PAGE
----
William Hudson

William E. Hudson is a Professor of Political Science at Providence College where he teaches courses in American politics and public policy. Hudson hails from the Midwest where he earned a BA from Indiana University in 1970. He earned his Ph.D. at Brown (1976). After initial work on federal grant politics, Hudson’s research concentrated on state level economic development policy in the 1980s. More recently, his research interests have turned to both Catholic Social Teaching’s impact on contemporary public policy debates and on federal fiscal policy. Since 1974, he has taught at PC and served in a variety of administrative capacities including Department chair, Director of the Public Administration Program, Director of the Feinstein Institute for Public Service, Chair of the Core Curriculum Review Committee, and Chair of the Committee to Aid Faculty Research.

About American Democracy in Peril

American Democracy in Peril aims to inspire thoughtful citizens, including college students, to think critically about how our political institutions and processes measure up to the ideals of democracy. We Americans tend to be frighteningly complacent about democracy–we assume that as long as periodic elections are held, democracy has been achieved. Most citizens remain complacent about democracy even while they are skeptical about government effectiveness. This book seeks to shake up this complacency by showing how current political practices not only fail to achieve democratic ideals but may themselves constitute threats to democracy’s very existence. Contemporary American democracy is in peril because too few Americans understand the challenges it faces.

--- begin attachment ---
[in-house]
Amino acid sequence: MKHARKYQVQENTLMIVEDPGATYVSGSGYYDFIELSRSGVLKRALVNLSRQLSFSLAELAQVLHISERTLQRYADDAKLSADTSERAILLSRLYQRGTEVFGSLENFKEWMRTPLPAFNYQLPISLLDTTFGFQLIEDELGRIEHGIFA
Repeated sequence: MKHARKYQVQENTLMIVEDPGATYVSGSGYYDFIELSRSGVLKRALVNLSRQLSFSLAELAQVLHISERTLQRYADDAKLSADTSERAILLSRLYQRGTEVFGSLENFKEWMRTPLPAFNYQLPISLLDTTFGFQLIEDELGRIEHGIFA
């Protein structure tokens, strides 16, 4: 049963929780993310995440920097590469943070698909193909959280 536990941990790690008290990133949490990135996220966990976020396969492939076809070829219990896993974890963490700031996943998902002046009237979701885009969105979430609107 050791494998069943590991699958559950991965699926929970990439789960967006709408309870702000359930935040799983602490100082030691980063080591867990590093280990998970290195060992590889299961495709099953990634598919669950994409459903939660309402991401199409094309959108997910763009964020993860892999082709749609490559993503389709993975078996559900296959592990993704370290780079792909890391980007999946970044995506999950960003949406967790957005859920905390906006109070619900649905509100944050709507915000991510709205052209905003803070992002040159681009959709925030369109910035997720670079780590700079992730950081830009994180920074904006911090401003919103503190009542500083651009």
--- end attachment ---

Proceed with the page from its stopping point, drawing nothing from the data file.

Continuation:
The book examines this peril in terms of eight specific challenges to democratic ideals: the separation of powers, the imperial judiciary, radical individualism, inadequate citizen participation, undemocratic elections, business privilege, economic inequality, and the national security state. Empirical data and analysis are provided to document the institutions and processes connected to each challenge. In light of this analysis, questions are raised about the extent to which democratic ideals are and are not met.  For every challenge, specific recommendations are presented that would bring our political practices more in line with democratic ideals.